Laboratory training is a form of group training used primarily to enhance interpersonal skills. It involves employees sharing their experiences and examining the feelings, behavior, perceptions, and reactions that result. Usually a trained professional serves as a facilitator.
Computer-based Training
Computer-based training (CBT) offers the student control over the pace of learning and other training contents that offer the benefits of interactive learning, participation, and positive reinforcement during training.
(on the job training)
Benefits to the Organization Continued
aids in developing promotions from within
aids in developing leadership skills, motivation, loyalty, as well as positive attitudes
promotes more effective decision making and problem solving
aids in productivity
Benefits to the Organization Continued
develops in employees a sense of responsibility for being competent and knowledgeable
reduces outside consulting costs by utilizing competent internal consulting
helps employees adjust to change
aids in handling conflict, therefore helping to prevent stress and tension
Employee Orientation
Orientation programs familiarize new employees with their roles, with the organization, and with other employees.
The Purposes of Orientation
Reduces Employee Turnover
Reduces Errors and Saves Time
Develops Clear Job and Organizational expectations
Employees are more likely to quit during their first few months.
The difference between what a person expects to find at the work place and what one actually finds is referred to as cognitive dissonance . If the dissonance is too high, employees take action. For new employees this action may be quitting.
A proactive human resource department can help employees fit into the organization by anticipating these concerns and addressing them during an orientation program.
A well oriented employee knows exactly what is expected of him or her and, hence, is likely to make fewer mistakes
Effective orientation can reduce the number of mistakes committed by the inexperienced employee
To tell employees what the organization expects of them and what they can expect in return, effective orientation is absolutely necessary.
The orientation program helps the individual understand the social, technical, and cultural aspects of the workplace. As new employees are accepted, they become part of the social fabric of the organization which benefits both the individual and the organization
Content/topics often covered in Orientation Programs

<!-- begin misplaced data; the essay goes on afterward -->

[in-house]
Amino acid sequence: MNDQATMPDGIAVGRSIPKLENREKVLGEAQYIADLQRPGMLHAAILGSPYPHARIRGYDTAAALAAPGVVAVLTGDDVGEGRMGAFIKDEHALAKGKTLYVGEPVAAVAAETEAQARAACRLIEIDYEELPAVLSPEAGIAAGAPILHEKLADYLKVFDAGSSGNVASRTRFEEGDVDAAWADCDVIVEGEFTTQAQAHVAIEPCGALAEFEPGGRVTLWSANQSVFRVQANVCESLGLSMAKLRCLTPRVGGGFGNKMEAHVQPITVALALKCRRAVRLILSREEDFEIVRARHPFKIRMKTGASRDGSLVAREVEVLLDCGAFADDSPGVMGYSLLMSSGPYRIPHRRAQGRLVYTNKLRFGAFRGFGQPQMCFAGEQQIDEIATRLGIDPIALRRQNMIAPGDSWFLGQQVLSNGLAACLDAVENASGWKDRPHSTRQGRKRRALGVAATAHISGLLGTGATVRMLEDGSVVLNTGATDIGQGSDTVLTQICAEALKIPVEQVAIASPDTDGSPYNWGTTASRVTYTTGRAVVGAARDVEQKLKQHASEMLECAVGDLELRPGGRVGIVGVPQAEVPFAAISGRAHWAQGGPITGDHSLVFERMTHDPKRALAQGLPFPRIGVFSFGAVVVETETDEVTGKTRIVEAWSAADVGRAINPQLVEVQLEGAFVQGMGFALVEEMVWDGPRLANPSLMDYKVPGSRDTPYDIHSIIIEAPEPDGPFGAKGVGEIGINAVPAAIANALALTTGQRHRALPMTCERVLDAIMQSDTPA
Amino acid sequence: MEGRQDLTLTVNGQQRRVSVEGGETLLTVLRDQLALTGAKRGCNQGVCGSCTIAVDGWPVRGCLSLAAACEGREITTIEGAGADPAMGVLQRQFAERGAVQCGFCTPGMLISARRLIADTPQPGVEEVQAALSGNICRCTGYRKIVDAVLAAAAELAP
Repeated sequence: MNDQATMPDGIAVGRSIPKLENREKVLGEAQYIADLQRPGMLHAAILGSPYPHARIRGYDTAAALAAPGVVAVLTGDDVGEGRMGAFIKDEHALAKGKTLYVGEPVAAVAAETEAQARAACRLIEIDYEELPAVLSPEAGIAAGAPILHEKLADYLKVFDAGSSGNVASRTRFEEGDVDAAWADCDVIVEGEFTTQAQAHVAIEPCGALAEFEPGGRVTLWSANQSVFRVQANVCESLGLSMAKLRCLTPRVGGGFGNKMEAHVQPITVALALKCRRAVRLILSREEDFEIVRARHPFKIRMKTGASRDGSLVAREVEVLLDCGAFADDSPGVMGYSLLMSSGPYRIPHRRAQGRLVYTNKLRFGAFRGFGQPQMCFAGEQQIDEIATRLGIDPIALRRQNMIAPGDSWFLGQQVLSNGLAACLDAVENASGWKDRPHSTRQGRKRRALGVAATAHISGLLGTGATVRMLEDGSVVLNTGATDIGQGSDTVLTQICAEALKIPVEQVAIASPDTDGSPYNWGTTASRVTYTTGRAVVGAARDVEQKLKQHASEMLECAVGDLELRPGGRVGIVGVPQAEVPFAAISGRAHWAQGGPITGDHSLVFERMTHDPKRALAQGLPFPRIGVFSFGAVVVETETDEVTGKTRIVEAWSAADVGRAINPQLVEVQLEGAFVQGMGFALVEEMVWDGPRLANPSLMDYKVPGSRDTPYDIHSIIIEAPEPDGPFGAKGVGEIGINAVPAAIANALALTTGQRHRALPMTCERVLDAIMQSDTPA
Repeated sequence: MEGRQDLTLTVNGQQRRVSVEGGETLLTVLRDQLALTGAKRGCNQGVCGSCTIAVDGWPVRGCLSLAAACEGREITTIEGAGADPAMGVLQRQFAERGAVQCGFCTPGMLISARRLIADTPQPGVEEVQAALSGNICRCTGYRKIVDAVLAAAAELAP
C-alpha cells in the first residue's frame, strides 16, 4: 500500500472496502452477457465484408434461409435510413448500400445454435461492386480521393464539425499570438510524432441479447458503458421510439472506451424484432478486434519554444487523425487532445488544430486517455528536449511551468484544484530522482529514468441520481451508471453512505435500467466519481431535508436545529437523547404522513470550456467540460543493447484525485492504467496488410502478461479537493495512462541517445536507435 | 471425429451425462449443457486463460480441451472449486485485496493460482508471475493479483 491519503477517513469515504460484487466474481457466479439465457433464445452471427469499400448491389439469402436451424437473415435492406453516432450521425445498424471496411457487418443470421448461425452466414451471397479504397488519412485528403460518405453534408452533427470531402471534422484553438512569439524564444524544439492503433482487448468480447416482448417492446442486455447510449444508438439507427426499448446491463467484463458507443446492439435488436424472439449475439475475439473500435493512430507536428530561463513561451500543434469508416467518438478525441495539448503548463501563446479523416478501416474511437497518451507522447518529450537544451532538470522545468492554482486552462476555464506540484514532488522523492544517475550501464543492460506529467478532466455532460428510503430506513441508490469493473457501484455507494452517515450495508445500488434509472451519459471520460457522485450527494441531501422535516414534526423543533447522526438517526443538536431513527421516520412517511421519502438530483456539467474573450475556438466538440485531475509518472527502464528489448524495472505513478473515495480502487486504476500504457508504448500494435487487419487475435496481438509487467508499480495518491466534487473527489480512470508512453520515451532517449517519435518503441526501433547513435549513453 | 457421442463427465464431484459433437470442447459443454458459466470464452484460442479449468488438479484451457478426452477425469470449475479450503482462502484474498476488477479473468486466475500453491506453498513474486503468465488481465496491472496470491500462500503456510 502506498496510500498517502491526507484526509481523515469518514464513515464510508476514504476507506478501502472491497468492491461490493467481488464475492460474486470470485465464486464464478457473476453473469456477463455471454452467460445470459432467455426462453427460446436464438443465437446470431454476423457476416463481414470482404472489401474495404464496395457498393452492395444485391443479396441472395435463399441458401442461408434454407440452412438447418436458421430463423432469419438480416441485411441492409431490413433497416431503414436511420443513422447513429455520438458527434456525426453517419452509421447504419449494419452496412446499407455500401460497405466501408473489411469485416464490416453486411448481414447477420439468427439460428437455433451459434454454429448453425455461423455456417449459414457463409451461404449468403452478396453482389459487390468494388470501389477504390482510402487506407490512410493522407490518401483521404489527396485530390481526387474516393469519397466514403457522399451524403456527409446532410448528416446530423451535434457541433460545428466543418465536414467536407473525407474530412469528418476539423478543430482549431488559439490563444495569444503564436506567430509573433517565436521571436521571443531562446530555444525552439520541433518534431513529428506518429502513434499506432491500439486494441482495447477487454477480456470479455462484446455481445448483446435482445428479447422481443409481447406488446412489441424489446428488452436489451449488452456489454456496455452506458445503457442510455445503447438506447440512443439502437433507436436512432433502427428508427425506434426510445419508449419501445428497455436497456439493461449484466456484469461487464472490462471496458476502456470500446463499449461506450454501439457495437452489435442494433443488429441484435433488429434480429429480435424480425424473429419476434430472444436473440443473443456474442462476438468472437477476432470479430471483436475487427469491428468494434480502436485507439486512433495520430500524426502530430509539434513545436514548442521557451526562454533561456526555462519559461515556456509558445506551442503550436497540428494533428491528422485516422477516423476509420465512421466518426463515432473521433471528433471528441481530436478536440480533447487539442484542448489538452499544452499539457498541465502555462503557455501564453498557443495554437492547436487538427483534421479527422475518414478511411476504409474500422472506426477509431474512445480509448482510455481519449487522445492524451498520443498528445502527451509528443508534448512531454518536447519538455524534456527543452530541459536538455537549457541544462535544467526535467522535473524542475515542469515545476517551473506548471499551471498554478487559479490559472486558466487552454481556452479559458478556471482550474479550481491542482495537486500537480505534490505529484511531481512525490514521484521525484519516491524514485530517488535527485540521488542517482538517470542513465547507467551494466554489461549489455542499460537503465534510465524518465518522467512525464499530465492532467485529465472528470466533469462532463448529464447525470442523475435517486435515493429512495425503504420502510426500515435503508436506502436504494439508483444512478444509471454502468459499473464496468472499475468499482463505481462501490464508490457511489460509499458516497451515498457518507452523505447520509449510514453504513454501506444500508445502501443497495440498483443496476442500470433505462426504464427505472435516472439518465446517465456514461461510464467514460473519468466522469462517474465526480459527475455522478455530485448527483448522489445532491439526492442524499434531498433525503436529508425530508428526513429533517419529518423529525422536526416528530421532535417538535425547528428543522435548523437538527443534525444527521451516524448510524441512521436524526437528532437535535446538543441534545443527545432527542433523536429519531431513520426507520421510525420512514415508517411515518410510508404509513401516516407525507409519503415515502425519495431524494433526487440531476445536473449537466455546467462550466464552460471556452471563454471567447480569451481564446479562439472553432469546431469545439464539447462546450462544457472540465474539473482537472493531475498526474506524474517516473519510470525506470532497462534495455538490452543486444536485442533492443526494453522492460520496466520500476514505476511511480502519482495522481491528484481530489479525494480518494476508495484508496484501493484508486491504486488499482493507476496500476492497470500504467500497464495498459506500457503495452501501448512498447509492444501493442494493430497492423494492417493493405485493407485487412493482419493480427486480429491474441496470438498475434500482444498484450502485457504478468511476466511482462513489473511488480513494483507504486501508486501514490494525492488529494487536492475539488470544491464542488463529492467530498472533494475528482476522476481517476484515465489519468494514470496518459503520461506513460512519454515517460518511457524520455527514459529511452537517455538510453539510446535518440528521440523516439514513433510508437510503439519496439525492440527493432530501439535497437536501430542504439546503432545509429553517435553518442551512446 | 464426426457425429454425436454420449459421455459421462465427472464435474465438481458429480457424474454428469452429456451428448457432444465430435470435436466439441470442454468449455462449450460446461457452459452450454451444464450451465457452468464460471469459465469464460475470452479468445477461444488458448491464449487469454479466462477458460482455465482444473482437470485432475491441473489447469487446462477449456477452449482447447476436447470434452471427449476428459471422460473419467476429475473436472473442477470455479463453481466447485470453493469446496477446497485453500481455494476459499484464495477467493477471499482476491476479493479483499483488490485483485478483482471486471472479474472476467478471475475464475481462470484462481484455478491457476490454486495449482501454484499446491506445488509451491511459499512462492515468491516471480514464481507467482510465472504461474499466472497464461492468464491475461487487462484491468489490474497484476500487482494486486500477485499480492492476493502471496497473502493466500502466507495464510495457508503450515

Most organizations conduct orientation on an individual basis, although group orientation programs are also used in large organizations where several employees are hired at the same time.
Organizational Issues
Employee Benefits
Job Duties
Organizational Issues
history of employer
organization of employer
names and titles of key executives
employee's title and department
layout of physical facilities
probation period
product line or services provided
overview of production process
company policies and rules
disciplinary regulations
safety procedures and enforcement
Employee Benefits
pay scales and paydays
vacations and holidays
rest breaks
training and education benefits
insurance benefits
retirement program
employer-provided services to employees
to supervisor
to trainers
to coworkers
to employee counselor
Job Duties
job location
job tasks
overview of job
job objectives
relationship to other jobs
What is orientation?
Do you remember grade 9 orientation day? What happened?
By a show of hands how many of you are currently or were previously employed part time by an organization?
What was your training like? What methods were used?
Real Life Example
Meet Sarah!
Sarah was an intern at Walmart. She has a blog, where she recorded her own experiences during Walmart orientation.
"We did team-building exercises with other tables and “networked”. We played a Walmart board game. You were given a scenario and you had to decide how to run the entire Walmart operation. If there was a snow storm, do you load the trucks or not? The team that ran their business the best was rewarded with the highest profits."
"We played some other games and learned a lot of stuff. We had to learn the history of Walmart and lots of random facts about the company. We formed into our groups again and began doing more orientation stuff. We went over the Ethical Policy of the company. But, the coolest part of the day was meeting with our bosses!"